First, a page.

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April 2017

Where is the Semiconductor Manufacturing Sweet Spot?

Where is the semiconductor manufacturing sweet spot?  Two recent Semico Research Corp. studies provide the information to not only determine the overall sweet spot but to dig even further to find which products and technologies are the driving forces behind the growth or decline. 

Chart 1, below, was developed from data in the fab database study.  It shows the number of fabs operating and planned by wafer size. 

Mature Technology: It's Where the Action Is

Semico Research has just released a mature technology market research study.  Wait!  Mature technologies?  Aren’t those fabs trailing-edge technology, old hat, passé?  They may use older technology, but there’s a lot of action there now. 

For many years, semiconductor manufacturing has tended to migrate from older fabs to newer fabs in a predictable manner.  Leading-edge semiconductors such as processors and memory migrated to leading-edge fabs.  ASICs and other integrated circuits migrated to the second-generation fabs just vacated by the leading-edge parts.  Discretes and other trailing-edge devices migrated to the third-generation fabs.  Older fabs were decommissioned.  That pattern ended several generations ago.  The reasons are complex.  It involves economics, diverging memory and logic technologies, new applications which require low power, and market dynamics which include company consolidation.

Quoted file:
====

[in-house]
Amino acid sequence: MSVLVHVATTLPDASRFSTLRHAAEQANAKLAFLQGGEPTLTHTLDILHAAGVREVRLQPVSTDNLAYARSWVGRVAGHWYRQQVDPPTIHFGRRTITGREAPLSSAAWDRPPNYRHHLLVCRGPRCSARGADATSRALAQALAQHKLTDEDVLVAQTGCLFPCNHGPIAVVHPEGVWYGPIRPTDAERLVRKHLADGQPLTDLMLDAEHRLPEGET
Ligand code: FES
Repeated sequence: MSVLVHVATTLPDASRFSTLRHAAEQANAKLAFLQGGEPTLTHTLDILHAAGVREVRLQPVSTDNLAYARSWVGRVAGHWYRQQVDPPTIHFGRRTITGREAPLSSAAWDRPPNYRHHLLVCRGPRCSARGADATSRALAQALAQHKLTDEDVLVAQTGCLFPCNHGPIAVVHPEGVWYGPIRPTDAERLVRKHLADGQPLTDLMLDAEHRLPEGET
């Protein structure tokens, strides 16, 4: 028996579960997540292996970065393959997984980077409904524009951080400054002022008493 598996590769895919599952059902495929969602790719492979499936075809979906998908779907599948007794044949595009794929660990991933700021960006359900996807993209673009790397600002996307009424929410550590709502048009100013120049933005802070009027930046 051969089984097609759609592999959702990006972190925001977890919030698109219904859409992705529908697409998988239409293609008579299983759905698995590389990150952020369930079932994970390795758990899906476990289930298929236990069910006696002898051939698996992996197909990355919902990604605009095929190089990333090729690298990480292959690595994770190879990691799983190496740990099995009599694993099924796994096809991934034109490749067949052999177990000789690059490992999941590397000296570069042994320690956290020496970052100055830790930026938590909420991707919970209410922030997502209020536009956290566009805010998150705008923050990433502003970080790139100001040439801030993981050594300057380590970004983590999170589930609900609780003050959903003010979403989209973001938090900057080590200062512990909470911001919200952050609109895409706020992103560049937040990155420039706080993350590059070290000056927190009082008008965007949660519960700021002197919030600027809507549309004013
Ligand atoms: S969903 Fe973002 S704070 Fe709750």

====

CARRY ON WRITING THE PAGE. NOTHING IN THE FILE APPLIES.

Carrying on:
Semiconductor Manufacturing: Mature Technologies

From 2015 to 2016, just three semiconductor segments showed increased revenues:  sensors, discretes and linear.  What these products have in common is that they use older technologies.  Products which utilize advanced technologies such as Microprocessors, NAND and DRAM require a significant amount of investment dollars from the standpoint of both capital as well as R&D expenditures.  This is beginning to limit the number of companies that can participate in high-end, advanced technology manufacturing.   

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